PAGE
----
'Broad City' Season 5: TV Review
Comedy Central's feminist high-jinks comedy returns in all its emotional (and scatological) glory for the show's final season.
In 2012, Lena Dunham — as her character Hannah Horvath — famously declared she would be "the voice of my generation." When Girls debuted that spring, the media hailed it as everything from "the next Sex and the City" to the female update on Woody Allen/Louis C.K./Philip Roth. (Back when you might have wanted to be any of those people.) I will always lovingly defend Girls, believing Dunham a savvy — and savage — mirror/window to millennial culture, but the show never quite found its footing in the zeitgeist the way Dunham's own iconoclastic gaffes have. Instead, as we enter the 2020s, Ilana Glazer and Abbi Jacobson's weird little slice of postcollege New York, Broad City, will hold the legacy Girls never did. They are the true voices of their generation.
The Comedy Central series premiered in 2014 (practically a century ago in this news cycle) as a hilariously zippy and grotesque vision of perpetual summer in New York City. Electric imp Ilana Wexler (Glazer) fashioned herself a Kween of Pleasures, a Jewish feminist satyr always bedecked in the flyest ensembles. Nerve-wracked aspiring designer Abbi Abrams (Jacobson) was, in contrast, the classic fool: More obviously wanting than her friend — a career, a partner, a home — she was thus doomed to continuously fail in these endeavors. (Imagine an id and a superego who love each other more than anything else in their lives.)
Their comically surreal adventures through evanescent jobs and exuberant sex and bodily horror ignited a cohort of post-recession 20-something viewers who looked up to these carefree women while their own trajectories felt aimless. The show's kaleidoscopic animated opening titles, set against bouncy Chilean hip-hop, seemed to tell us everything we needed to know about Broad City's kinetic energy. As it enters its fifth and final season, and as its target audience moves into their early 30s, it feels like the right time to say goodbye to our heroines.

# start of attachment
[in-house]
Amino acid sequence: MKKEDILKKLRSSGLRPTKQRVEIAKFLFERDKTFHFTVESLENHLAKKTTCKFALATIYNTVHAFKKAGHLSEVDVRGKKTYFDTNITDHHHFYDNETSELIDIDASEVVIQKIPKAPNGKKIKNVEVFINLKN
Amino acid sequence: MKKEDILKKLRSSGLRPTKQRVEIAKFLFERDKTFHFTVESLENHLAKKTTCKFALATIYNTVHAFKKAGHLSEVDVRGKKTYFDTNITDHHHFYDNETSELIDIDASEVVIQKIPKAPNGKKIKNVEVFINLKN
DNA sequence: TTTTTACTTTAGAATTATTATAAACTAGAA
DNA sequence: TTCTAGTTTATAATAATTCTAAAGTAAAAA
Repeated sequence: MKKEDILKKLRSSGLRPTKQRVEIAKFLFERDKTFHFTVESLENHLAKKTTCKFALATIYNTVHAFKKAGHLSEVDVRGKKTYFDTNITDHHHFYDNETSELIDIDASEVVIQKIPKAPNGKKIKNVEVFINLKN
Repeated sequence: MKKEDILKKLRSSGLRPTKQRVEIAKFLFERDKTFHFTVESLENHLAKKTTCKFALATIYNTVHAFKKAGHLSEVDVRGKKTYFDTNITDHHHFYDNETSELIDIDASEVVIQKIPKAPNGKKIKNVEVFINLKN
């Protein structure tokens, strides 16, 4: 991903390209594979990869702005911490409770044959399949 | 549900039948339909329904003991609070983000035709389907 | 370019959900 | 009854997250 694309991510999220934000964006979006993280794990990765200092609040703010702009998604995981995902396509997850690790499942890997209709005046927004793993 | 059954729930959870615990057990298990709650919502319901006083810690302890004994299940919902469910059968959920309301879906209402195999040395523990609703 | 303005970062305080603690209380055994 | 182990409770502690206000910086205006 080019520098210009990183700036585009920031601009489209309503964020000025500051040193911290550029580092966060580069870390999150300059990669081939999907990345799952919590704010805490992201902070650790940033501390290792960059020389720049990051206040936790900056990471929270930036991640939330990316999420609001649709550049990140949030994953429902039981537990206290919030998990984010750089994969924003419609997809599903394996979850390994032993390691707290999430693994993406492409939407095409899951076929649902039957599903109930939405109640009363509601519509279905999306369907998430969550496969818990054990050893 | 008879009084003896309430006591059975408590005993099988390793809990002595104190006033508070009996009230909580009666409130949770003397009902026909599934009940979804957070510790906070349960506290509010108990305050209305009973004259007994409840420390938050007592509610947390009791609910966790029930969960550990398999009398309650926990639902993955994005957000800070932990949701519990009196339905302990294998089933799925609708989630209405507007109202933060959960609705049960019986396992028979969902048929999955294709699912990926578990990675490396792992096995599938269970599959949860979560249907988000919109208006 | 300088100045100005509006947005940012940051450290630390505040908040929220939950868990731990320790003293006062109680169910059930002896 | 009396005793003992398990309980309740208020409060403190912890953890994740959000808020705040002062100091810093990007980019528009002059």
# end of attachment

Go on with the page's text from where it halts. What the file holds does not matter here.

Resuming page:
Season five begins with an instant-classic episode following Abbi and Ilana through a sprightly series of short Instagram video "stories" documenting Abbi's 30th birthday celebration. The framing device works perfectly here, as we watch the duo narrate their day wandering from the northern point of Manhattan to the southern tip of Brooklyn, their hilarious videos replete with the flashing cartoon effects and pithy textual comments associated with the popular social media app. Among the day's escapades: lusting after Lisa Frank school supplies at a drugstore, living every New Yorker's nightmare by falling into a sidewalk grate, and befriending a "lost" preschooler called Gadonna (which, let's be real, is immediately going on the baby name list).
Both Abbi and Ilana realize the summer of their lives is coming to a close. (This was also a major theme in the winter-set previous season, as each dealt with panic and depression over Trump's election.) But while Abbi seems excited about new horizons — including a possible romance with a cute doctor — life might be moving too fast for Ilana, who must contend with significant career and relationship choices this season. You get a sense that these friends' lives are becoming more insular as they age, Abbi's birthday brunch paired down to just Ilana's boyfriend, Lincoln (Hannibal Buress), her roommate, Jaime (Arturo Castro), and Jaime's new partner, Johnny (Guillermo Diaz). Neither woman has expanded her circle in a while, emotionally or professionally, but I have a feeling this season will reintroduce them both to the wider world.
Savor the crackling jokes while they last: sporty Abbi looking so wrong in a floral beaux-arts Anthropologie work sweater; the unexpected gore of a platform shoe's betrayal; Ilana's alarming use of a cheese grater for grooming purposes. Still, the show's impact will live on when you're talking to your co-worker about her roommate problems and you both laugh hysterically when you shout, "That guy is a total Bevers!" Or when I remember Ilana's Long Islander mom pulling her into a secret cavern on Canal Street to buy knockoff designer handbags and fondly flash back to my childhood and doing the same exact thing with my dad. Nothing gold can stay, but acid-trip rainbows are eternal.
Cast: Ilana Glazer, Abbi Jacobson, Hannibal Buress, Arturo Castro, Guillermo Diaz, Susie Essman, Clea Duvall
Executive producers: Ilana Glazer, Abbi Jacobson, Tony Hernandez, Brooke Posch, Kelsie Kiley, Ryan Cunningham, Lilly Burns
Premieres: Thursday, Jan. 24, 10 p.m. ET (Comedy Central)